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What might I find?

Read the Boston Gazette of March 12, 1770 and learn of the massacre in that city and gain an appreciation of the revolutionary spirit never before imagined. Read first-hand reports on the Civil War. View the banner headlines of some of the most historic events from the 20th century. Every newspaper offered is a first-hand reflection of life at that time, when descriptive ads for runaway slaves were commonplace; when Paul Revere advertised his bell foundry in local papers; when recently enacted laws, signed in type by George Washington, were published in the daily paper.   Feel free to view our videos which explain the intrigue of collecting rare newspapers, which show views of our business, and which offer recommendations for starting your own collection.

Why so inexpensive?

Find newspapers published during George Washington's administration for $35, or issues with front page accounts of Indian skirmishes for $27. Genuine issues published in 1685 are offered for as little as $27.  A hobby still very much undiscovered by the public, prices for genuine, complete newspapers dating as far back as the 1600's are very low due to limited demand. For over 30 years we have dealt exclusively in the niche market of early newspapers, buying in huge quantities at very low prices to amass an inventory of over two million issues which we now make available to you, the historical hobbyist.

What do I get?

All issues are complete and in good condition. Since all are original issues (not reproductions), slight imperfections such as light foxing (browning due to age) or staining, small margin tears, an occasional front page original owner (often library) stamp, and slight fold or edge wear are common. Most issues were once bound into volumes at the end of a year for preservation and bear minor left margin irregularities due to the disbinding process. None of these imperfections cause content loss. Many newspapers dated from the 1880's through the 1920's are pulpish (fragile) due to the use of wood pulp & chemicals in making paper during this period and appropriate care must be given. Some issues (especially magazines) were originally published with covers or wrappers, but unless described otherwise, they have long since been removed.

But don't they just fall apart?  

To the surprise of many, newspapers published before 1880 remain in very nice condition as the newsprint had high cotton and linen content. Most issues from the 1600's and 1700's are in much better condition than issues from World War I, hence little care is needed for issues over 130 years old.

How soon will my order be shipped?

The orders are typically processed/shipped within 24 business hours of receipt of payment (cash, check, money order, Paypal, credit card). We are able to complete our orders quickly as we sell only from our existing inventory.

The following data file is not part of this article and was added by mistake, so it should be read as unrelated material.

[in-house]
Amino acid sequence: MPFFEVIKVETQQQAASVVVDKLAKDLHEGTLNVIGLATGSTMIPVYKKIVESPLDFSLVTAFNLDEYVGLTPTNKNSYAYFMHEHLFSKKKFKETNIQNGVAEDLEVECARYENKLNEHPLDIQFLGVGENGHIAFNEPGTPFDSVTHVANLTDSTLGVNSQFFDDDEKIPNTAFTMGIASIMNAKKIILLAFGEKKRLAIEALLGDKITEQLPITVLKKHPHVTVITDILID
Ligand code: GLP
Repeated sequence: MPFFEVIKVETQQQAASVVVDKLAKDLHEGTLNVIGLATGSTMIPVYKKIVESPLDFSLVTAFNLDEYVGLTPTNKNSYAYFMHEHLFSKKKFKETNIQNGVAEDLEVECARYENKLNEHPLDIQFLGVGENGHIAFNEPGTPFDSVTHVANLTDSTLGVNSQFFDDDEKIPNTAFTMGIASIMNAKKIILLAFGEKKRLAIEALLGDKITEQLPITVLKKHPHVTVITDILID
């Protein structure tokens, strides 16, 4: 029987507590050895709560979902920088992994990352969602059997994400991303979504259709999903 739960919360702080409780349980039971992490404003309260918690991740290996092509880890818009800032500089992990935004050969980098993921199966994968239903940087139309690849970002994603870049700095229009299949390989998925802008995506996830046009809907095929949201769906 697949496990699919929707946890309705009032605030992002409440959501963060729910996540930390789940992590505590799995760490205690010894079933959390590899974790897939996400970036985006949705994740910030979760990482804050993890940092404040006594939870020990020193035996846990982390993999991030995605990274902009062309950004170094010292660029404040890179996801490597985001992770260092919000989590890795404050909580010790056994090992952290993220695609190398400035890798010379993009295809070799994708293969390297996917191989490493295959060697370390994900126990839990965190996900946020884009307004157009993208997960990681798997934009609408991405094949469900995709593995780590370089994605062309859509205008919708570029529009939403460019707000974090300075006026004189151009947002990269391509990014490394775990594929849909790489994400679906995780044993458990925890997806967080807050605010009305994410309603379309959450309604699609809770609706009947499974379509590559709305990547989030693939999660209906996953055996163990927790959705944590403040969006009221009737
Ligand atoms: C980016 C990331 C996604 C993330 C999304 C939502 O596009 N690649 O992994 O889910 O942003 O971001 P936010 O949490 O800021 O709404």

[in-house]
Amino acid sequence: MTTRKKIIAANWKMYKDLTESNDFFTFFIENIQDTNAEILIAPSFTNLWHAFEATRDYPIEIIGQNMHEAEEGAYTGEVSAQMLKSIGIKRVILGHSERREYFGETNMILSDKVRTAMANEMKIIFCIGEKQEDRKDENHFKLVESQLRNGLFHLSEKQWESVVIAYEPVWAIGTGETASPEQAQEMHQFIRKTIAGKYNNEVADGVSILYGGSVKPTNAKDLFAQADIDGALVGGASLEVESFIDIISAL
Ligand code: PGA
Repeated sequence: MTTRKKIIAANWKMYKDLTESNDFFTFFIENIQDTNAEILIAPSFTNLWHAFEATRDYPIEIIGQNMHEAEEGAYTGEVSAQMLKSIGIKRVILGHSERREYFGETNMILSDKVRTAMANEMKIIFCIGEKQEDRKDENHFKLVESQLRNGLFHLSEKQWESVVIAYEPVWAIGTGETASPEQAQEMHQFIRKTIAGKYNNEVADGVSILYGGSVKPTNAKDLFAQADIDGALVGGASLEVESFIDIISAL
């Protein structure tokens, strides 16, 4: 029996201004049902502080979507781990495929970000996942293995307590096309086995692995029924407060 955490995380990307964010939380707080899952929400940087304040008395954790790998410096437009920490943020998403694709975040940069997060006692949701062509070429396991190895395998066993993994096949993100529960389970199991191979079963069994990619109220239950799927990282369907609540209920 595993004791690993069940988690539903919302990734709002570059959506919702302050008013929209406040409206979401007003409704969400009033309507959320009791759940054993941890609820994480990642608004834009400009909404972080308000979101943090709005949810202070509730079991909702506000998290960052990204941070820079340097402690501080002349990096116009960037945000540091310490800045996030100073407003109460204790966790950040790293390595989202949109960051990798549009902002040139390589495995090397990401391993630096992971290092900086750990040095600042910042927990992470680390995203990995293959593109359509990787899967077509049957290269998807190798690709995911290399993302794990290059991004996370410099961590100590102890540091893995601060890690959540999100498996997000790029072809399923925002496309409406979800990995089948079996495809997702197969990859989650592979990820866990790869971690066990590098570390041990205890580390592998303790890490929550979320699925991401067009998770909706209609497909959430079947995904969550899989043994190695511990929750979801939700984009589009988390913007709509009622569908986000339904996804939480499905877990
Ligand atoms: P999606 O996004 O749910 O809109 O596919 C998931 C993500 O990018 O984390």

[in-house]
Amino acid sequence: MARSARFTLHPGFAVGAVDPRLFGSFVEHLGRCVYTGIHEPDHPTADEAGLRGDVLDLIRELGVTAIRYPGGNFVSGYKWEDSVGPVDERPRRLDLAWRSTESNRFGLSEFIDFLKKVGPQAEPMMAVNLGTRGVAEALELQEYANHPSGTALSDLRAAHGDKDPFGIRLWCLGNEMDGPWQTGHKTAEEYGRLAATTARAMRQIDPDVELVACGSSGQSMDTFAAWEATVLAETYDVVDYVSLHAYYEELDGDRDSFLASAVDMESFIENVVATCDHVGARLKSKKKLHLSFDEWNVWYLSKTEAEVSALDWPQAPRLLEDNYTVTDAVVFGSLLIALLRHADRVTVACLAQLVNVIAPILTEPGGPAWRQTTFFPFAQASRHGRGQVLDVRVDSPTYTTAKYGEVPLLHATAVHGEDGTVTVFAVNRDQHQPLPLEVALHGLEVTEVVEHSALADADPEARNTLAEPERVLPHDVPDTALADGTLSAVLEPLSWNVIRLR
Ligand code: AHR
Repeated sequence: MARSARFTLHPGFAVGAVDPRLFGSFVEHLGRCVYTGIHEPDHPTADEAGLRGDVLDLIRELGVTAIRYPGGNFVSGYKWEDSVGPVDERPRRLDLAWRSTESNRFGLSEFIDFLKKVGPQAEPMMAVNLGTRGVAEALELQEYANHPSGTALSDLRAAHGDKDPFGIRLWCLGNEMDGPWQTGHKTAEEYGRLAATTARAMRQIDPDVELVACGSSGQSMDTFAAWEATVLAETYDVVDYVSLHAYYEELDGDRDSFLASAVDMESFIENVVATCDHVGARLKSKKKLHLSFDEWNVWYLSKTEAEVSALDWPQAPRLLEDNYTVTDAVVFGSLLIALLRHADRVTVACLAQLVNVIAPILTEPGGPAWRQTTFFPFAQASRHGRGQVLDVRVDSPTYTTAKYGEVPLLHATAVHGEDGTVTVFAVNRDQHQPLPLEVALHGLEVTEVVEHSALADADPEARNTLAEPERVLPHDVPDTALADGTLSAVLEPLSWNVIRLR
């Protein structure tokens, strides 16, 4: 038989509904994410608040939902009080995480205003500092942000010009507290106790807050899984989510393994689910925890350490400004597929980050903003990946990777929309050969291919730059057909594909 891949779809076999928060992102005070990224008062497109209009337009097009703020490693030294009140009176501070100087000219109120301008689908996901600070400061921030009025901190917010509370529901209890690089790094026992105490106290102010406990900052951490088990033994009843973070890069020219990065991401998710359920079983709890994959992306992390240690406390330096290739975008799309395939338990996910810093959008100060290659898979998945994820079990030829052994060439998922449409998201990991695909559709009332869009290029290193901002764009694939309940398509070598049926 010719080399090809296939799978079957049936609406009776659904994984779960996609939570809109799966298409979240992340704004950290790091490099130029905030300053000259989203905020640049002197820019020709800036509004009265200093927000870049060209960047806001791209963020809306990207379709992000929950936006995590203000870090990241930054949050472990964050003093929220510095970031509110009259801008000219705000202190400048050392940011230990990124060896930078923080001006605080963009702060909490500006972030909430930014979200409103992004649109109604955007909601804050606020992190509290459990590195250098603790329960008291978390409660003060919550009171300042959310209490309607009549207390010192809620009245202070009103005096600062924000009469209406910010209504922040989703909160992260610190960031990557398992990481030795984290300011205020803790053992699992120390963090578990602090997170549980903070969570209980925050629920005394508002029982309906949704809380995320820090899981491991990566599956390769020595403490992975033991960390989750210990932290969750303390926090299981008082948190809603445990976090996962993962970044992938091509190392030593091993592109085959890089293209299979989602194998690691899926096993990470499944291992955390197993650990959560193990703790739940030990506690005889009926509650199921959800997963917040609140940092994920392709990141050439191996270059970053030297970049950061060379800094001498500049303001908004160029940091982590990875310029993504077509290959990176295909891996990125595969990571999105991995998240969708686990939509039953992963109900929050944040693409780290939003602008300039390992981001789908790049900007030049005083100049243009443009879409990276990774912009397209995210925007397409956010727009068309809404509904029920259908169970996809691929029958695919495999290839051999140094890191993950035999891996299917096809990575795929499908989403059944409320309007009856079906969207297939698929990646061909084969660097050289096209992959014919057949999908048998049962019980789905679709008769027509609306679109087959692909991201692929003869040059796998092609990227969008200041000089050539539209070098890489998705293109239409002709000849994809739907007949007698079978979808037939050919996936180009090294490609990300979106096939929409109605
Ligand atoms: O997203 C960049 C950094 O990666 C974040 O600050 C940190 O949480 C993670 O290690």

Is there a guarantee?

All issues are guaranteed to be authentic originals, to arrive safely, and to be as described. We provide a 10 day full money-back return policy if you find this to not be the case. A Certificate of Authenticity is available for all items sold should a permanent documentation be desired to assure future owners.

The historical background of the use of f versus s

Collectors often note the strange spelling of words from the 17th & 18th century, particularly the use of a "f" where seemingly inappropriate. Centuries ago before the printing press there were grammatical reasons for use of a serpentine-styled "s" to be used rather than the more typical "s". Its look was as if an "s" was elongated and leaned to the right. When this letter was converted to a block letter for the printing press (around 1500) it looked much like an "f" but with the slash through one side & not the other--look carefully and note the difference. This letter caused confusion with the "f" ever since, and around 1750 publishers were abandoning this letter in favor of the more typical "s", and by 1800 it was almost universally abandoned.

What do you mean by "second rate"?

Most of our Harper's Weekly issues are also offered in "second rate" condition. A second rate issue is somewhat worn, possibly with edge tears, some light staining, rubbing, or other minor disfigurements. All pages are present with no cut-outs but the prints contained within the issue, if prints were present, would not be suitable for framing. An acceptable issue for researching content only, or if condition is inconsequential. A 2nd rate issue is 2nd rate throughout.  To view examples of 2nd-rate issues, click here.

How can I become a member of Rare Newspapers... History's Newsstand?

We provide both Basic Memberships (Free) and Premium Memberships ($18).

How can I tell if an issue is authentic?  

 
It was not unusual for newspapers to celebrate the anniversary of an historic event or their inaugural issue by reprinting that issue for their subscribers or the general public. Never meant to deceive, through the years such issues were tucked away in attics and dresser drawers as interesting souvenirs only to be uncovered by distant relatives convinced they found the genuine item.

Although only an expert examination can definitively qualify a newspaper as genuine or a reprint--and such experts with sufficient knowledge & experience are few & far between--there are a few clues which can guide a novice in making a determination:

  • Does the newsprint match that used at that time? Genuine pre-1880 newsprint usually has a high rag content and is very pliable, sturdy & reasonably white. Most reprints in the post-1880 era are more browned, fragile and lacking in physical substance.